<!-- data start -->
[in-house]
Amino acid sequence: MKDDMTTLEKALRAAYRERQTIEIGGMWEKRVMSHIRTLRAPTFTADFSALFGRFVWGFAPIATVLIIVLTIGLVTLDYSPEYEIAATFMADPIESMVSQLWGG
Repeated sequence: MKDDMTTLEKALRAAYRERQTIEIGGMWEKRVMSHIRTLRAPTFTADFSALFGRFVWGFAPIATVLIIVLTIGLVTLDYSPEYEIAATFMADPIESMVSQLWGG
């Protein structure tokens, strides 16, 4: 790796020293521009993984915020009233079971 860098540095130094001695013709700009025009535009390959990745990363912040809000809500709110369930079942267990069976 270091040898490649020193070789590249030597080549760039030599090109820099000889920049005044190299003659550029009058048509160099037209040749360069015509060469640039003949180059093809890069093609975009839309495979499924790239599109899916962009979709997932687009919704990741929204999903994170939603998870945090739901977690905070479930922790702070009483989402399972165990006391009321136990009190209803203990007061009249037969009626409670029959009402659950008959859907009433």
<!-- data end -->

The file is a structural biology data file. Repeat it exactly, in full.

[in-house]
Amino acid sequence: MKDDMTTLEKALRAAYRERQTIEIGGMWEKRVMSHIRTLRAPTFTADFSALFGRFVWGFAPIATVLIIVLTIGLVTLDYSPEYEIAATFMADPIESMVSQLWGG
Repeated sequence: MKDDMTTLEKALRAAYRERQTIEIGGMWEKRVMSHIRTLRAPTFTADFSALFGRFVWGFAPIATVLIIVLTIGLVTLDYSPEYEIAATFMADPIESMVSQLWGG
């Protein structure tokens, strides 16, 4: 790796020293521009993984915020009233079971 860098540095130094001695013709700009025009535009390959990745990363912040809000809500709110369930079942267990069976 270091040898490649020193070789590249030597080549760039030599090109820099000889920049005044190299003659550029009058048509160099037209040749360069015509060469640039003949180059093809890069093609975009839309495979499924790239599109899916962009979709997932687009919704990741929204999903994170939603998870945090739901977690905070479930922790702070009483989402399972165990006391009321136990009190209803203990007061009249037969009626409670029959009402659950008959859907009433």